Freedom of Expression is in the news these days. Not just in the news, but also in social chatter. Young followers of this chatter may begin to wonder if in India there is Freedom of Expression at all. Of course, there is. Article 19 of the constitution provides for it clearly. Well, almost. Article 19 of the constitution says “Everyone has the right to freedom of opinion and expression, this right includes freedom to hold opinions without interference and to seek, receive and impart information and ideas through any media and regardless of frontiers.” This is very clear. The devil as they say is in the details. Here it is in Clause (2) of the same article. Clause (2) of Article 19 of the Indian constitution enables the legislature to impose certain restrictions on free speech under following heads:
- security of the State,
- friendly relations with foreign States,
- public order,
- decency and morality,
- contempt of court,
- incitement to an offence, and
- sovereignty and integrity of India.
Therefore, I really wonder where is the confusion. The law and its provisos are very clear. Freedom of Expression does exist. But comes with its own riders. Why is it so difficult to understand this even for the liberal intelligentsia?
What is missed out in the above which is what is the grey area in the whole thing is the Right to offend in the garb of Freedom of Expression. Does Freedom of Expression come with the Right to Offend? Certainly not.
Let us look at the most recent case in India involving this Freedom of Expression which was the release of a poster for a documentary film that depicted a smoking Kali, a goddess revered by the Hindus in India. As a film maker, Leena Manimekalai has the freedom to say what she wants in her films. As some people now try to say – the poster very well could be depicting a character in the film playing the Kali role in a play and smoking during breaks. Many of us have seen actors in their make ups smoking at the back stage. Now the question is, what is the need to put up this one scene in the marketing collaterals for the film?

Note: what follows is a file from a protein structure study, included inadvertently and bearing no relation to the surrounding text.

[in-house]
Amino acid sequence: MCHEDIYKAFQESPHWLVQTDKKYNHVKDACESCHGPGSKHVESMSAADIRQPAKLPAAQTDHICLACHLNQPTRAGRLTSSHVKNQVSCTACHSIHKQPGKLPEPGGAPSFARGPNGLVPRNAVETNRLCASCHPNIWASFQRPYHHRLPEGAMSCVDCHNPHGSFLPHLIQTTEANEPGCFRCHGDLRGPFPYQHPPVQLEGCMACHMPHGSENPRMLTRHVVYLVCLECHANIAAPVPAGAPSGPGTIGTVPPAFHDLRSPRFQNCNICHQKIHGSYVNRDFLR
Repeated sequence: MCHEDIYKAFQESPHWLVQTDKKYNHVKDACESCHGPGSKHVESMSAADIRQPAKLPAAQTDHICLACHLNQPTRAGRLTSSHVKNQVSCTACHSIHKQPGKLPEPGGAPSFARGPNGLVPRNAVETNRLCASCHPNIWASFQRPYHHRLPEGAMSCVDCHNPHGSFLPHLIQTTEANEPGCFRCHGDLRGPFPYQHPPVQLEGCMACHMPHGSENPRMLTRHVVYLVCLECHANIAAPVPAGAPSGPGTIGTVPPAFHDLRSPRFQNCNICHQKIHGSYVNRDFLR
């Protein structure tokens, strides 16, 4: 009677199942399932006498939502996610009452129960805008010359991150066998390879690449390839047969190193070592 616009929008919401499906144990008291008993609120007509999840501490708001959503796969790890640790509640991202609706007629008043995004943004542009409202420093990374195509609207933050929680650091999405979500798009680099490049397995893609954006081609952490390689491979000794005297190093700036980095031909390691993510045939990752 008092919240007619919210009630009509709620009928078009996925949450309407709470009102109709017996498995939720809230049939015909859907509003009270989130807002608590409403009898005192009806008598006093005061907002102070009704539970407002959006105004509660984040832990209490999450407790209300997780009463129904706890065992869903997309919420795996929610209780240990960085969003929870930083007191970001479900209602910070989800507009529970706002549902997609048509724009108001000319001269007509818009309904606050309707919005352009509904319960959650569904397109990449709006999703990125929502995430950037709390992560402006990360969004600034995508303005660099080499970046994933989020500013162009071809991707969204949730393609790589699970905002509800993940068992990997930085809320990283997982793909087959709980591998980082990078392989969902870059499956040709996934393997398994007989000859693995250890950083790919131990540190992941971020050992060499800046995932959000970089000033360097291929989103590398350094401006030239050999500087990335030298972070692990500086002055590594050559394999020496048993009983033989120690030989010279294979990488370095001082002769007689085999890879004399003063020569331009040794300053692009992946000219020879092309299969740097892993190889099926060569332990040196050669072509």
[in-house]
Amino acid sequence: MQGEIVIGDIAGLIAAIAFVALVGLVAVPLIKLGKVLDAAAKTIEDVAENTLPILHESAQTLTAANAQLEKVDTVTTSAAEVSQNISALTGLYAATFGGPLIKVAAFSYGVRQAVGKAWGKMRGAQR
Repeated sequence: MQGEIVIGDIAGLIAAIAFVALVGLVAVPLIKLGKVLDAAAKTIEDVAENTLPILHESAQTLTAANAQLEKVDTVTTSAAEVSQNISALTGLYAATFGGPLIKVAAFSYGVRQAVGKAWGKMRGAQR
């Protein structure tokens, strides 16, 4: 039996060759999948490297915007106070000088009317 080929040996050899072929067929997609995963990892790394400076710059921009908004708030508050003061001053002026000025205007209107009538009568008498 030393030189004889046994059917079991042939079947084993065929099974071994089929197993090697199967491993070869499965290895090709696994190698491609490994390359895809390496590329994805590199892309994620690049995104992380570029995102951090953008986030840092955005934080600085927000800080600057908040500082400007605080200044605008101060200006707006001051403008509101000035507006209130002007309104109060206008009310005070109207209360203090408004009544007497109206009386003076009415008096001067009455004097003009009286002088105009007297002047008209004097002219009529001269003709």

As we have seen the director’s further reactions to the uproar, it is obvious that the choice of the poster was not by chance. It was by intent. An intent to exercise her Right to offend – in this case, a section of the Hindu faith. Therefore, no one should complain if there is an uproar and start questioning the existence of Freedom of Expression in India.
At the same time, is there a need to arrest her and put her in the jail for this? I don’t think so. Right to outrage cannot be a response to Right to offend. By calling for her arrest, one is falling into the trap of fuelling the promotion of the film.
This was followed by TMC MP Mahua Moitra’s comment which again sparked condemnation and call for her arrest. This is stretching it too far. While condemnation is also exercising the Freedom of Expression, calling for her arrest is not. Her comment certainly does not fall under any of the reasons mentioned in Clause (2) of Section 19 that warrants a legal action.
One can see the pattern. Before the Kali poster controversy, it all started with the comment made by BJP’s Nupur Sharma on TV on the Prophet. As a spokesperson of the ruling party, she did cross the line by dragging the Prophet in the TV discussion. Not surprising that it invited condemnation from the Muslim countries and India had to handle the diplomatic fallout. Again, the call for her arrest and killing is totally not acceptable and condemnable. In the same lines, the daylight killing of Kanhaiya Lal in Udaipur for a Facebook post in Udaipur is deplorable. This Action – Reaction cycle is going to be endless.
In all this, it is clear that one can exercise his or her Freedom of Expression openly while in private or in the known circle. But when you are in the public space, there is a need to exercise restraint and control. Because as some wise counsel said, “Your right to swing your arms ends just where the other man’s nose begins”. This can be stretched quite well to the issue of Freedom of Expression as well. While expressing in public, one should clearly be aware as to where the other man’s sensibilities lie.
Therefore, there is a need for drawing one’s own LOC (Line of Control) on FOE (Freedom Of Expression) while in public domain. In my opinion, one knows very well, when the Line of Control is being crossed. So, it is not that difficult to exercise control along the LOC. This is not just applicable to individuals but to politicians and creative people as well.
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